Mark Zuckerberg Says Facebook Is Done With Being Cool

In a wide-ranging interview with James Bennet, editor-in-chief of The Atlantic, Mark Zuckerberg talks immigration reform, government requests for user data, and Facebook losing its cool.

A Democrat? A Republican? No, Mark Zuckerberg prefers to label himself as pro-knowledge economy, where ideas make up the currency. It's a fitting answer for the Facebook CEO, who knows he'll have to reach both sides of the aisle in a bid to transform immigration laws.

Zuckerberg traveled to Washington, D.C., with an agenda, meeting Democrat and Republican lawmakers to discuss reform that could affect 11 million undocumented immigrants in the U.S. Soon after leaving the Hill, he changed out of his suit and tie and into his signature hoodie to speak to The Atlantic's editor-in-chief, James Bennet, in a wide-ranging conversation at the Newseum on Wednesday.

Much of the discussion was a rehash of Zuckerberg's talk at TechCrunch Disrupt last week, where he spoke about his advocacy group FWD.us. In addition to lobbying for immigration reform, he also emphasized how seriously Facebook takes user privacy and said the company pushes back against government requests that are overly broad. "The more transparency the government has, the better folks would feel," he said.

One of the more jovial moments of the interview was when Bennet asked if Facebook could lose its coolness à la MySpace. "People assume that we’re trying to be cool. It’s never been my goal. I’m the least cool person there is," he admitted. "We’re almost 10 years old, so we’re definitely not a niche thing anymore so that kind of angle for coolness is done for us."

He continues, making an analogy to electricity: "Maybe electricity was cool when it first came out, but pretty quickly people stopped talking about it because it’s not the new thing. The real question you want to track at that point is: Are fewer people turning on their lights because it’s less cool?"

Cool or not, Facebook can tout more than a billion users on its platform.

[Image: Flickr user mkhmarketing]

Add New Comment

5 Comments

  • Mike

    Bye Bye facebook...Bye Bye Mark...Hello Myspace again!!! Tom had this planned out from the get go! haha

  • anroep@hotmail.com

    I particularly don't see anything special about Facebook, as it is nothing necessary. Just people wasting their time and others interfering in your privacy! On the other hand I may agree with what Chris Kelly says, "Electricity is fundamental for modern living", do we need "Facebook"? So I am wondering how they would continue to exist, or remain sustainable in the long run.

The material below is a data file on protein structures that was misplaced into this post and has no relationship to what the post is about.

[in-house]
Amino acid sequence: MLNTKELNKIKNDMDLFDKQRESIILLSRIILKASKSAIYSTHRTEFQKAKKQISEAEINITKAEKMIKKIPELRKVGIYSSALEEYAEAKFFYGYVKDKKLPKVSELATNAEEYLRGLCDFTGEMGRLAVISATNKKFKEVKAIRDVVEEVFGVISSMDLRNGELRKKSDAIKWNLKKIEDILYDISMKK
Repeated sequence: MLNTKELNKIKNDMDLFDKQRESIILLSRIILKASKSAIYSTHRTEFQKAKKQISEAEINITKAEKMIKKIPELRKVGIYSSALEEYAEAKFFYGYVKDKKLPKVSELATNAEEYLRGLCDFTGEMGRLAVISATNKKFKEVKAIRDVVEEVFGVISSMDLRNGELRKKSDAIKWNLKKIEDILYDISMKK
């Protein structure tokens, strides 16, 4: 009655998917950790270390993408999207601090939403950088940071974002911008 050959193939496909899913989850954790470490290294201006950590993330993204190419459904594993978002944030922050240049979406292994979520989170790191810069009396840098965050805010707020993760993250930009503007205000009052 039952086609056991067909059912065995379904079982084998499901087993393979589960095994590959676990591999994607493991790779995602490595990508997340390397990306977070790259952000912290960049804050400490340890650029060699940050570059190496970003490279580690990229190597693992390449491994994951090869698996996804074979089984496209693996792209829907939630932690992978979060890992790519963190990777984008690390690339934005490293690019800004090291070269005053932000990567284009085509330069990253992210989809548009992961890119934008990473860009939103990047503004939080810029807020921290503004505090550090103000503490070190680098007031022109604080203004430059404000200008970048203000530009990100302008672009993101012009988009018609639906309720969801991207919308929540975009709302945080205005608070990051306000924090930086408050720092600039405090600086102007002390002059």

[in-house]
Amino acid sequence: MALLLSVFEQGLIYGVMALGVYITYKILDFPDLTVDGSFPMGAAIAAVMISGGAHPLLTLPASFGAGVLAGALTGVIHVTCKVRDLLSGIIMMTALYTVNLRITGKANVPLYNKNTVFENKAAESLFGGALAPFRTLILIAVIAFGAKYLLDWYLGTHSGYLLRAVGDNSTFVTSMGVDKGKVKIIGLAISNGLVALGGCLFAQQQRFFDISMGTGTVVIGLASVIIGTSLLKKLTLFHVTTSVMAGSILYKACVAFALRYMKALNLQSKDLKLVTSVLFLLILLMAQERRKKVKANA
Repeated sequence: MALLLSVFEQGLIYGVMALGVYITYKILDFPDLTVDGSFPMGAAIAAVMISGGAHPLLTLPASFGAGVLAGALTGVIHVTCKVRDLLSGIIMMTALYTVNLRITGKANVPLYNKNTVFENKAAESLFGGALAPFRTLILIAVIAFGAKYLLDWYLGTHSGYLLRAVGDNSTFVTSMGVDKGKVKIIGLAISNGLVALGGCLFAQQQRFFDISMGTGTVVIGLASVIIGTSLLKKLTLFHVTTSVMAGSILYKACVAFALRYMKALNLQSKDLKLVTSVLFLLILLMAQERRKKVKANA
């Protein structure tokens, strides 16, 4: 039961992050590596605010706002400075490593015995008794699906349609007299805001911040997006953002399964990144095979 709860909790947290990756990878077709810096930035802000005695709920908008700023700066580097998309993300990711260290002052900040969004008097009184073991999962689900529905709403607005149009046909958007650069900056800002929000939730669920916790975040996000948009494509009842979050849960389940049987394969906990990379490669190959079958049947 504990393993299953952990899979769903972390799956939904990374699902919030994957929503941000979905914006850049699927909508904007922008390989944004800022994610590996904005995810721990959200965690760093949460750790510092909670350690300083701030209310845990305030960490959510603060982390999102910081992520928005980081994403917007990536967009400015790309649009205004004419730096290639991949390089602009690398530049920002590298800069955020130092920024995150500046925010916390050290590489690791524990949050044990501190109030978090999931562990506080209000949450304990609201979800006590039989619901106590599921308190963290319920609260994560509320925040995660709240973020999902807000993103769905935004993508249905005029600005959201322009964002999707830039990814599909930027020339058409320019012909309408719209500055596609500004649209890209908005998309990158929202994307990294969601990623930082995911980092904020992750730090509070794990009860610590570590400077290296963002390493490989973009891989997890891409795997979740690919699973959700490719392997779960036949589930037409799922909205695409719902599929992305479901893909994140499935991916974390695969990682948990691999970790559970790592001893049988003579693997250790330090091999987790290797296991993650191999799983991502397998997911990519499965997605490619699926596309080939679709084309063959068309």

• Chris Kelly

    uurr, was Facebook ever cool? I've never heard of anyone talking about Facebook fondly, even those who use it everyday. The best I've heard is 'we made a ton of cash' from businesses who have used it successfully & its a 'necessary evil' for those who feel like they cant escape using it. 

    Electricity is fairly fundamental to modern living, Facebook wont ever be that. Although some feel like they cant escape it, something will come along at some point that will make it look old and boring and everyone will move on. I know this is often said of tech companies but the label 'too big to fail' that Facebook gets is a good sign of the beginning of the end. If Facebook lasts for a long long time, that would be a real shame as I think we can do a great deal better. 

    Facebook has always felt like something a geek made because he didnt know how to make real friends to me.

  • Gulfschooling

     If you carefully examine what you can actually do on facebook is not that interesting.  I recently launched a website and was trying to market using facebook but it wont let me make friends because I dont know those people. So how do you make friends if you cant initiate the first step in making friends. Its good for nothing really. My website is gulfschooling dot com